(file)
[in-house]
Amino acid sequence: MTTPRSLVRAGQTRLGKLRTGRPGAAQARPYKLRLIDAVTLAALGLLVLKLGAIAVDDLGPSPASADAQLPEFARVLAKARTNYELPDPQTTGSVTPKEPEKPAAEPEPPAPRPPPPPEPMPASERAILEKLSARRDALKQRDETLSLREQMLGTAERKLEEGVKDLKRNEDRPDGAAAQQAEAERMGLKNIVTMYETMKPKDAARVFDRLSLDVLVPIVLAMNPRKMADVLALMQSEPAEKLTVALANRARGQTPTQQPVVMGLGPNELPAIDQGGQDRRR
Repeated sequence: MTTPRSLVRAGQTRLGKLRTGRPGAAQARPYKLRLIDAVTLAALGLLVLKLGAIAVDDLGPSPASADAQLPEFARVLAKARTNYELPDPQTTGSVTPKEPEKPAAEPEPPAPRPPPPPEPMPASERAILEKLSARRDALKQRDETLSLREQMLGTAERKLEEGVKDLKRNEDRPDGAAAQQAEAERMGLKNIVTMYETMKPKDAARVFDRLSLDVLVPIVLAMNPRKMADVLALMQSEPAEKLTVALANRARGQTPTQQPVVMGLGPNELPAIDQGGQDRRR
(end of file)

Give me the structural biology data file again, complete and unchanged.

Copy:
[in-house]
Amino acid sequence: MTTPRSLVRAGQTRLGKLRTGRPGAAQARPYKLRLIDAVTLAALGLLVLKLGAIAVDDLGPSPASADAQLPEFARVLAKARTNYELPDPQTTGSVTPKEPEKPAAEPEPPAPRPPPPPEPMPASERAILEKLSARRDALKQRDETLSLREQMLGTAERKLEEGVKDLKRNEDRPDGAAAQQAEAERMGLKNIVTMYETMKPKDAARVFDRLSLDVLVPIVLAMNPRKMADVLALMQSEPAEKLTVALANRARGQTPTQQPVVMGLGPNELPAIDQGGQDRRR
Repeated sequence: MTTPRSLVRAGQTRLGKLRTGRPGAAQARPYKLRLIDAVTLAALGLLVLKLGAIAVDDLGPSPASADAQLPEFARVLAKARTNYELPDPQTTGSVTPKEPEKPAAEPEPPAPRPPPPPEPMPASERAILEKLSARRDALKQRDETLSLREQMLGTAERKLEEGVKDLKRNEDRPDGAAAQQAEAERMGLKNIVTMYETMKPKDAARVFDRLSLDVLVPIVLAMNPRKMADVLALMQSEPAEKLTVALANRARGQTPTQQPVVMGLGPNELPAIDQGGQDRRR